a person, especially a man, who waits on tables, as in a restaurant.
a tray for carrying dishes, a tea service, etc.; salver.
a person who waits or awaits.
Obsolete. an attendant.
verb (used without object)
to work or serve as a waiter: to waiter in a restaurant.

1350–1400; Middle English; see wait, -er1

waiterless, adjective

See -person.
Dictionary.com Unabridged
Based on the Random House Dictionary, © Random House, Inc. 2014.
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World English Dictionary
waiter (ˈweɪtə)
1.  a man whose occupation is to serve at table, as in a restaurant
2.  an attendant at the London Stock Exchange or Lloyd's who carries messages: the modern equivalent of waiters who performed these duties in the 17th-century London coffee houses in which these institutions originated
3.  a person who waits
4.  a tray or salver on which dishes, etc, are carried

Collins English Dictionary - Complete & Unabridged 10th Edition
2009 © William Collins Sons & Co. Ltd. 1979, 1986 © HarperCollins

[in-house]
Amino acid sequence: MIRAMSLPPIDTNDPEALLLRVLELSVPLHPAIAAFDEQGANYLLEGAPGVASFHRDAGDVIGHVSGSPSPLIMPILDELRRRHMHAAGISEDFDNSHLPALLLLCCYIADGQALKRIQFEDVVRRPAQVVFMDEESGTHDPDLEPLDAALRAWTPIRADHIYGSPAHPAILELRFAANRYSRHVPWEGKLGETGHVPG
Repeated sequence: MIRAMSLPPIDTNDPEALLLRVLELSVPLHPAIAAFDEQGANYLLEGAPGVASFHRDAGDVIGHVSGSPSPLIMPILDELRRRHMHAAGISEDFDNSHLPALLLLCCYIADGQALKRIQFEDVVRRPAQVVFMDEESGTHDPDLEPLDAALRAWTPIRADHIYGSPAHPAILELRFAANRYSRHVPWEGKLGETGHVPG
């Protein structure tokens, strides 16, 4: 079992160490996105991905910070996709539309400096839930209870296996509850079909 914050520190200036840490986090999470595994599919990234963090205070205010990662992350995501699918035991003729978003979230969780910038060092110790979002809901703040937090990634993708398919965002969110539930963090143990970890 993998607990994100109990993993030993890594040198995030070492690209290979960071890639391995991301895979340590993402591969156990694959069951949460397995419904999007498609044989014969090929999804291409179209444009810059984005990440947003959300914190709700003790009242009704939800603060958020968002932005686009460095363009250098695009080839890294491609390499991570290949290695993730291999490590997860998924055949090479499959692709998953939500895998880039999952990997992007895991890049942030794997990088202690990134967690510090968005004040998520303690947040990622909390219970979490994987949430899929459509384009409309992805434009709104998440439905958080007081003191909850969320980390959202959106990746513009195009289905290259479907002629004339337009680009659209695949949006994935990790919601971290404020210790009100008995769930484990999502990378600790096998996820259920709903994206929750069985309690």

Publishers 1998, 2000, 2003, 2005, 2006, 2007, 2009
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Word Origin & History

late 14c., "attendant, watchman," agent noun from wait (v.). Sense of "servant who waits at tables" is from late 15c., originally in reference to household servants; in reference to inns, eating houses, etc., it is attested from 1660s. Fem. form waitress first recorded 1834.
Online Etymology Dictionary, © 2010 Douglas Harper
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Example sentences
But if you are leaving a tip, ensure that it goes to the waiter by leaving the
  cash with your server.
While he was working as a waiter on a train, a picture magazine sparked his
  interest in photography.
On some cruise lines, tipping is the only way your cabin steward or waiter
  makes any significant money.
The other people at my table were baffled, too, although the waiter didn't seem
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